"Within 96 hours I'll ruin your prestige" email scam removal guide
What is the "Within 96 hours I'll ruin your prestige" scam email?
"Within 96 hours I'll ruin your prestige" is the name of an email spam campaign. This term defines a mass-scale operation during which thousands of deceptive/scam emails are sent. The letters distributed via this campaign inform recipients that the sender has obtained an explicit video featuring them, and to prevent its publication - a ransom must be paid. These emails use the sextortion scam model. It must be emphasized that all of the information provided by "Within 96 hours I'll ruin your prestige" is false. Therefore, no compromising recording exists, and as such, the scam letter must simply be ignored.
The "Within 96 hours I'll ruin your prestige" email states that the sender has infected the recipient's device with malware. This has supposedly allowed access and control over the device's camera, which was then used to record an explicit, sexual video of the recipient. Additionally, the letter claims that the recipient's social media accounts have been infiltrated, and the contacts lists were acquired from them. The recipient is given 48 hours to pay a ransom - in order to prevent the nonexistent recording from being sent to their contacts. Should no payment be made after 96 hours - the fake video will be distributed as threatened. The scam email also warns against attempting to contact the sender, as the stolen mail used to send the letters - will be deactivated soon.
The email has a text file attached to it. The attachment's filename consists of the recipient's name and surname. The file contains a message instructing to pay 1450 USD in Bitcoin cryptocurrency and the scammers' cryptowallet address. As mentioned in the introduction, the claims of "Within 96 hours I'll ruin your prestige" are bogus. Therefore, none of the threats made by the scam letter can be carried out.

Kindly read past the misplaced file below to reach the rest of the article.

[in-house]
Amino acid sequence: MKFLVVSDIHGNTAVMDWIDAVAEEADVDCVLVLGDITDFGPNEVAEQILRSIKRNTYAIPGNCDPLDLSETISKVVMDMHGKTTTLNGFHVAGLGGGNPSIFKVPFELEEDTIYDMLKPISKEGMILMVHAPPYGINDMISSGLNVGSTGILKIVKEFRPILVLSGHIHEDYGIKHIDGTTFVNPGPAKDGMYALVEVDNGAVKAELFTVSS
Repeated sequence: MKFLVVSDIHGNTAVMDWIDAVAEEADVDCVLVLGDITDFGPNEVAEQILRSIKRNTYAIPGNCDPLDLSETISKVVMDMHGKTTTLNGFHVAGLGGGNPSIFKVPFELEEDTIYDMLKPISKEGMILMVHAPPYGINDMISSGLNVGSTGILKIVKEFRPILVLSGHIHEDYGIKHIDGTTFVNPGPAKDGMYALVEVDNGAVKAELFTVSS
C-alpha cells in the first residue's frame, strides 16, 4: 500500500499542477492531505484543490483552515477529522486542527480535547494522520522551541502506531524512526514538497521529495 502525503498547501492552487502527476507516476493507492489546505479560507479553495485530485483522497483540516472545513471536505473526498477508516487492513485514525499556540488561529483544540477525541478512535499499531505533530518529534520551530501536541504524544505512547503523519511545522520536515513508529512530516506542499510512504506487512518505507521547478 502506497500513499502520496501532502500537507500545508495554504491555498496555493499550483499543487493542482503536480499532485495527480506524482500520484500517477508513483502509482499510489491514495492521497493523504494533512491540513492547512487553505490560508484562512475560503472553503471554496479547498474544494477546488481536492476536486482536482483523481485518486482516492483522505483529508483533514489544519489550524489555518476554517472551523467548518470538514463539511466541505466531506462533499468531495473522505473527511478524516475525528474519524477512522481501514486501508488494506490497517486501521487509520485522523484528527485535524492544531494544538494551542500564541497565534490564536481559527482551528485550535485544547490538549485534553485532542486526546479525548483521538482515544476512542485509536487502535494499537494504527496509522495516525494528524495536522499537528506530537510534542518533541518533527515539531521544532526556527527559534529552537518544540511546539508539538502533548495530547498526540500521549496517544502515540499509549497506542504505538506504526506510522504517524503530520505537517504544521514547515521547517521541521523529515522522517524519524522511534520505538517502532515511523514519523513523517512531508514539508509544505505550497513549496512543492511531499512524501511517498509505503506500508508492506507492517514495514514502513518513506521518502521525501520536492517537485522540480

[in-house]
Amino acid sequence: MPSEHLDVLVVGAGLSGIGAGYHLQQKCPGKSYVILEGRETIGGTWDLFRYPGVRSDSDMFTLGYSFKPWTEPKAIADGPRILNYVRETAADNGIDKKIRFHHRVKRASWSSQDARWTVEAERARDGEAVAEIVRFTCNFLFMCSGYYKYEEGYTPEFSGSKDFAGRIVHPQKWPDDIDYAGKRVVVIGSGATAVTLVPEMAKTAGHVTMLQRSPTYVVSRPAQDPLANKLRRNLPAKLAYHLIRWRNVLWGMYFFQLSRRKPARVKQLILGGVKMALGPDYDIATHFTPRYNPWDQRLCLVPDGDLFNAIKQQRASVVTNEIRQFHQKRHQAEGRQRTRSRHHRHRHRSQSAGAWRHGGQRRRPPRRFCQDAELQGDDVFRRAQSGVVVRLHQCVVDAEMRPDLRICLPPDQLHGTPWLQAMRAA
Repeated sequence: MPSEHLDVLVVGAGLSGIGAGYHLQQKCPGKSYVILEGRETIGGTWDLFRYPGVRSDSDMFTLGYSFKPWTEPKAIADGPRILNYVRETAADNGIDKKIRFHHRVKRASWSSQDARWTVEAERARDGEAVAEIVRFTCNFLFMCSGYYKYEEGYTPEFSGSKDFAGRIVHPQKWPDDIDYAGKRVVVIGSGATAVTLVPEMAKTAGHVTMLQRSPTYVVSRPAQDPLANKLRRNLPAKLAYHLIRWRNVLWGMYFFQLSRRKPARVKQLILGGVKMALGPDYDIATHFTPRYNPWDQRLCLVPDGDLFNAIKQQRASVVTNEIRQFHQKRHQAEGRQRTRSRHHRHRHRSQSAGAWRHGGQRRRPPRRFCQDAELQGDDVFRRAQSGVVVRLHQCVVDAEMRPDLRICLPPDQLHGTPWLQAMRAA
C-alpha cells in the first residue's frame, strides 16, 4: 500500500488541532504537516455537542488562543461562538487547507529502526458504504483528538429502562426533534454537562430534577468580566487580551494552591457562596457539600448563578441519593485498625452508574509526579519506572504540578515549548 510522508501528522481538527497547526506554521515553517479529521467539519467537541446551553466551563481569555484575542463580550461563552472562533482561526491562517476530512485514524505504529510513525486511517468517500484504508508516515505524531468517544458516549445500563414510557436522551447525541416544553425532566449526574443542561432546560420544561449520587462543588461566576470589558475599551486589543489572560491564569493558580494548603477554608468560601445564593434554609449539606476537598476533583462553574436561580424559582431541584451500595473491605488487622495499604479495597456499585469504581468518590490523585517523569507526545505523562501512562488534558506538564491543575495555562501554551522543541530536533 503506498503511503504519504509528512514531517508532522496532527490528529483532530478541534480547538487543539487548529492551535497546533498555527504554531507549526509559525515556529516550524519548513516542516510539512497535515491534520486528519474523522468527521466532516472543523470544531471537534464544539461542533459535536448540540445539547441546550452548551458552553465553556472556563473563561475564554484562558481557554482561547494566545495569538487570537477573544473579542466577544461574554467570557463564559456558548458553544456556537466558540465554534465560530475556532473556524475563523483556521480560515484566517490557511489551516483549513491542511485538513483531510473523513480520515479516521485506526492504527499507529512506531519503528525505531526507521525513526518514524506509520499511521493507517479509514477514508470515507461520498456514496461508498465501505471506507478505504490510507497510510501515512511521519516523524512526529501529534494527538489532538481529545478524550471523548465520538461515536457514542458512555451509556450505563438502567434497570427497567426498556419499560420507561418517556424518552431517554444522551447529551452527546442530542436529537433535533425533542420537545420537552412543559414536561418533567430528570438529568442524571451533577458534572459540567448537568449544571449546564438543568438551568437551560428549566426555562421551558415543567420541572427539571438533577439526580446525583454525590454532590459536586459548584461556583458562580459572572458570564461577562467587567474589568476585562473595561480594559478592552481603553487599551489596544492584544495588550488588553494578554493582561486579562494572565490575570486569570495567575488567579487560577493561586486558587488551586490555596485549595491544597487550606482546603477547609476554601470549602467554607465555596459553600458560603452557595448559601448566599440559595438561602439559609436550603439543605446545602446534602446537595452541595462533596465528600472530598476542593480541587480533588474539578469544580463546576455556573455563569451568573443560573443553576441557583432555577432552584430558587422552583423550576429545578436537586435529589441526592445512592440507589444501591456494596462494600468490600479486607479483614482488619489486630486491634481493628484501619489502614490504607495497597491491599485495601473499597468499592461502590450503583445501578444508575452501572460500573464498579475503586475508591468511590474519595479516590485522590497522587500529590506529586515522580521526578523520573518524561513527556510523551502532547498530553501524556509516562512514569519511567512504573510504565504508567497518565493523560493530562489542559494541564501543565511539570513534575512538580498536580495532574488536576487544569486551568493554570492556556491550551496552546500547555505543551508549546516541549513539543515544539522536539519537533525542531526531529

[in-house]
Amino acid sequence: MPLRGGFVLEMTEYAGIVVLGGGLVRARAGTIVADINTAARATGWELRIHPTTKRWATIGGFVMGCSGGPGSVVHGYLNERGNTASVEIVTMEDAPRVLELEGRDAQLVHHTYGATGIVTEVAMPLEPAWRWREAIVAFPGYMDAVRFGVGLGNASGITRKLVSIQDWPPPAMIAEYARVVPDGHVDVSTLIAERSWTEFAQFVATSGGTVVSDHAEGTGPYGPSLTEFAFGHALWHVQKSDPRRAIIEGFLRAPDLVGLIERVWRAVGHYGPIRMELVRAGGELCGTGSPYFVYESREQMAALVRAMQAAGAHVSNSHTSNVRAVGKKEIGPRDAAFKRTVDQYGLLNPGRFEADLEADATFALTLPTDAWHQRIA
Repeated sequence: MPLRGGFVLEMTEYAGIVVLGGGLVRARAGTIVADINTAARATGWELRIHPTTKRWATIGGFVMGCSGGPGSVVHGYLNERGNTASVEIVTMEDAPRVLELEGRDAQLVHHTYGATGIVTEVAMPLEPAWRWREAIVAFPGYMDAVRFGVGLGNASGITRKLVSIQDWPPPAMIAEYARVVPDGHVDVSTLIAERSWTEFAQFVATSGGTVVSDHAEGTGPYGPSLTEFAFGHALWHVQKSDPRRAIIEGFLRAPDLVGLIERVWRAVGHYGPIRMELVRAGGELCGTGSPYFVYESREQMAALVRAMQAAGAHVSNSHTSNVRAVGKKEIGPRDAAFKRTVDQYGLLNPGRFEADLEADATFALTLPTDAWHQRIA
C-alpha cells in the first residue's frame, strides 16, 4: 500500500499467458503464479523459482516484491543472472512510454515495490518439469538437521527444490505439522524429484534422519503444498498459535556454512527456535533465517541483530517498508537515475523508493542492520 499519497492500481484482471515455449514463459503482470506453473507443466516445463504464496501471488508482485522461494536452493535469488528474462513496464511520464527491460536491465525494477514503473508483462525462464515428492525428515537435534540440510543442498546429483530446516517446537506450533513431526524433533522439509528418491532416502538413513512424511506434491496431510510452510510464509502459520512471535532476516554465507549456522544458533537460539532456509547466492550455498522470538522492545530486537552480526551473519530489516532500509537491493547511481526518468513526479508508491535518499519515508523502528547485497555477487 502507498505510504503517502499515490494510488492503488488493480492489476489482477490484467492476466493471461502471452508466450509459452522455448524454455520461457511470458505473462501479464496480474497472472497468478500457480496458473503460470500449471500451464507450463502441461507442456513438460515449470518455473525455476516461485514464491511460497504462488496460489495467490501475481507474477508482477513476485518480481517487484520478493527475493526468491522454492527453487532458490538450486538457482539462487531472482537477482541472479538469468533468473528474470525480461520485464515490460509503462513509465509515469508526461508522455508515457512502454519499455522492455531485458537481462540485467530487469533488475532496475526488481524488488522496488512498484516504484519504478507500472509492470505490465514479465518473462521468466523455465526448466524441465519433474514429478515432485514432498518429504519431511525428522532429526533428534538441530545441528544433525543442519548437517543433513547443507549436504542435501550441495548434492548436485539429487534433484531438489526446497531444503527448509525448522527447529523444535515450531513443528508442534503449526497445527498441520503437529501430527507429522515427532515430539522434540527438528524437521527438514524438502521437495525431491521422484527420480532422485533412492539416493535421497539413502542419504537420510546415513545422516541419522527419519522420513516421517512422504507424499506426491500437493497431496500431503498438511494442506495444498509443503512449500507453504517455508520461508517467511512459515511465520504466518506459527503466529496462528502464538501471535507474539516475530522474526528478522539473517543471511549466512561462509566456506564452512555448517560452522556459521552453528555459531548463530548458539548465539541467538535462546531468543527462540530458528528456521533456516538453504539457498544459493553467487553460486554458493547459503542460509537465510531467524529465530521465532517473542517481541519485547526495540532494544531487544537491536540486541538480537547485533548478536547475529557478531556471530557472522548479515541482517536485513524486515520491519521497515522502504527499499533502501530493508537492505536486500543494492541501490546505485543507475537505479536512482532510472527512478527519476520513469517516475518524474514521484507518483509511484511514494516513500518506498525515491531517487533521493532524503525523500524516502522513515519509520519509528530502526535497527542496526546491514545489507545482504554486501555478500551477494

|Name||Within 96 hours I'll ruin your prestige Email Scam|
|Threat Type||Phishing, Scam, Social Engineering, Fraud|
|Fake Claim||Scam emails claim an explicit video has been recorded featuring the recipient, and threaten to publicize it - unless a ransom is paid.|
|Ransom Amount||1450 USD in Bitcoin cryptocurrency|
|Cyber Criminal Cryptowallet Address||1D4KLYfpwvKtqBr3Ew3GpSmdQ17f58cS5k (Bitcoin)|
|Symptoms||Unauthorized online purchases, changed online account passwords, identity theft, illegal access of the computer.|
|Distribution methods||Deceptive emails, rogue online pop-up ads, search engine poisoning techniques, misspelled domains.|
|Damage||Loss of sensitive private information, monetary loss, identity theft.|
|Malware Removal (Windows)||
To eliminate possible malware infections, scan your computer with legitimate antivirus software. Our security researchers recommend using Malwarebytes.
"I monitored your device on the net for a long time", "Zero day security vulnerability on Zoom app", "I know that you visit 18+ content", and "I infected your computer with my private trojan" are some examples of other sextortion spam campaigns. Deceptive emails can make a wide variety of different, false claims. These letters are usually presented as "important", "urgent", "priority", and similar; they may even be disguised as messages from legitimate institutions, companies, organizations, service providers, and other entities. Various scams are facilitated via spam campaigns. These large-scale operations are used for phishing and malware proliferation (e.g., trojans, ransomware, cryptominers, etc.). Due to the relative prevalence of scam mail, it is strongly advised to exercise caution with incoming emails.
How do spam campaigns infect computers?
How to avoid installation of malware?
To avoid infecting the system via spam mail, it is expressly advised against opening suspect/irrelevant emails - especially any attachments or links present in them. It is just as important to use Microsoft Office versions released after 2010. Malware is also distributed through untrustworthy download channels (e.g., unofficial and free file-hosting websites, Peer-to-Peer sharing networks, and other third-party downloaders), illegal activation ("cracking") tools, and fake updaters. Therefore, it is recommended to only download from official and verified sources. Additionally, all programs must be activated and updated with tools/functions provided by legitimate developers. It is crucial to have a reputable anti-virus/anti-spyware installed. This software must be kept up-to-date, used to run regular system scans and remove detected/potential threats. If you've already opened malicious attachments, we recommend running a scan with Malwarebytes for Windows to automatically eliminate infiltrated malware.
Text presented in the "Within 96 hours I'll ruin your prestige" scam email letter:
Within 96 hours I’ll ruin your prestige, read the message to the end!
It isn’t for me to judge your affection to jack off, although any faith tradition deplores this.
I’ll not bore u with philosophical issues what’s good and what is bad and I’ll cut right to the point.
I shot a clip where you f**k urself via ur device camera as well as I have accessed to ur social media and saved all contact information from your email.
Now I’ve got compromising information with your secret hobby, and I grant you with forty eight h (from the time of reading this notice, I receive a notification) to pay me.